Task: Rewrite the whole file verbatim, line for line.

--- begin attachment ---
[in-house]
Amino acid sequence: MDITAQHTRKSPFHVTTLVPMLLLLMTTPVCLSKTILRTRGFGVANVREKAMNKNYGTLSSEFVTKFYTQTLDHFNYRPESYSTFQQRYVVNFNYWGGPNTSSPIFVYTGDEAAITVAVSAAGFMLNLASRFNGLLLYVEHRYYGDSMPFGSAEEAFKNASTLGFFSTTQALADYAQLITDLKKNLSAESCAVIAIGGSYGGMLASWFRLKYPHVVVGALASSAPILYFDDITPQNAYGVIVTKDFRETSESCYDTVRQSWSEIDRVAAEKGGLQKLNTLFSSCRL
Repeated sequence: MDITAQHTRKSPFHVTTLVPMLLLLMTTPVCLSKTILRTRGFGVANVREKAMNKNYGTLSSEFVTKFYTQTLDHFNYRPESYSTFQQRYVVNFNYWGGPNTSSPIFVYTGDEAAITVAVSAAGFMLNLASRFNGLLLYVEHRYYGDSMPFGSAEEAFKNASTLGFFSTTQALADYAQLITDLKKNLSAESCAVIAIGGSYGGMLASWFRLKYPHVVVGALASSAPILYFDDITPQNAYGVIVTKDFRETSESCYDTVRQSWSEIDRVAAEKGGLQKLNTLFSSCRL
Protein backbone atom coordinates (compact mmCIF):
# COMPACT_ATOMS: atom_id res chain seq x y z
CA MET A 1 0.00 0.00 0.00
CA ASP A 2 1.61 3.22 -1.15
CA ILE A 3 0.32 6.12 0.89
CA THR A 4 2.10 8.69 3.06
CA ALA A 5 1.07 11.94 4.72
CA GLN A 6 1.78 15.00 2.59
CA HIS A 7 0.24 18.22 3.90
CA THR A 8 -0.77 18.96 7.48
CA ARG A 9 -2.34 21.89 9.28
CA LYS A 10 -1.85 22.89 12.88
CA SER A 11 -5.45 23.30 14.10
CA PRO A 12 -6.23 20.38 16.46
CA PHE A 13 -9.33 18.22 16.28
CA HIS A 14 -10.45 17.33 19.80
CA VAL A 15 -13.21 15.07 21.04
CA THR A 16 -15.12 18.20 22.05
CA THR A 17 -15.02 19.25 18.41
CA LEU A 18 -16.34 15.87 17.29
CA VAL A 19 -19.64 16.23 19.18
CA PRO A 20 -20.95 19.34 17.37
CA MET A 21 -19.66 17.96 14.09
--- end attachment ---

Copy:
[in-house]
Amino acid sequence: MDITAQHTRKSPFHVTTLVPMLLLLMTTPVCLSKTILRTRGFGVANVREKAMNKNYGTLSSEFVTKFYTQTLDHFNYRPESYSTFQQRYVVNFNYWGGPNTSSPIFVYTGDEAAITVAVSAAGFMLNLASRFNGLLLYVEHRYYGDSMPFGSAEEAFKNASTLGFFSTTQALADYAQLITDLKKNLSAESCAVIAIGGSYGGMLASWFRLKYPHVVVGALASSAPILYFDDITPQNAYGVIVTKDFRETSESCYDTVRQSWSEIDRVAAEKGGLQKLNTLFSSCRL
Repeated sequence: MDITAQHTRKSPFHVTTLVPMLLLLMTTPVCLSKTILRTRGFGVANVREKAMNKNYGTLSSEFVTKFYTQTLDHFNYRPESYSTFQQRYVVNFNYWGGPNTSSPIFVYTGDEAAITVAVSAAGFMLNLASRFNGLLLYVEHRYYGDSMPFGSAEEAFKNASTLGFFSTTQALADYAQLITDLKKNLSAESCAVIAIGGSYGGMLASWFRLKYPHVVVGALASSAPILYFDDITPQNAYGVIVTKDFRETSESCYDTVRQSWSEIDRVAAEKGGLQKLNTLFSSCRL
Protein backbone atom coordinates (compact mmCIF):
# COMPACT_ATOMS: atom_id res chain seq x y z
CA MET A 1 0.00 0.00 0.00
CA ASP A 2 1.61 3.22 -1.15
CA ILE A 3 0.32 6.12 0.89
CA THR A 4 2.10 8.69 3.06
CA ALA A 5 1.07 11.94 4.72
CA GLN A 6 1.78 15.00 2.59
CA HIS A 7 0.24 18.22 3.90
CA THR A 8 -0.77 18.96 7.48
CA ARG A 9 -2.34 21.89 9.28
CA LYS A 10 -1.85 22.89 12.88
CA SER A 11 -5.45 23.30 14.10
CA PRO A 12 -6.23 20.38 16.46
CA PHE A 13 -9.33 18.22 16.28
CA HIS A 14 -10.45 17.33 19.80
CA VAL A 15 -13.21 15.07 21.04
CA THR A 16 -15.12 18.20 22.05
CA THR A 17 -15.02 19.25 18.41
CA LEU A 18 -16.34 15.87 17.29
CA VAL A 19 -19.64 16.23 19.18
CA PRO A 20 -20.95 19.34 17.37
CA MET A 21 -19.66 17.96 14.09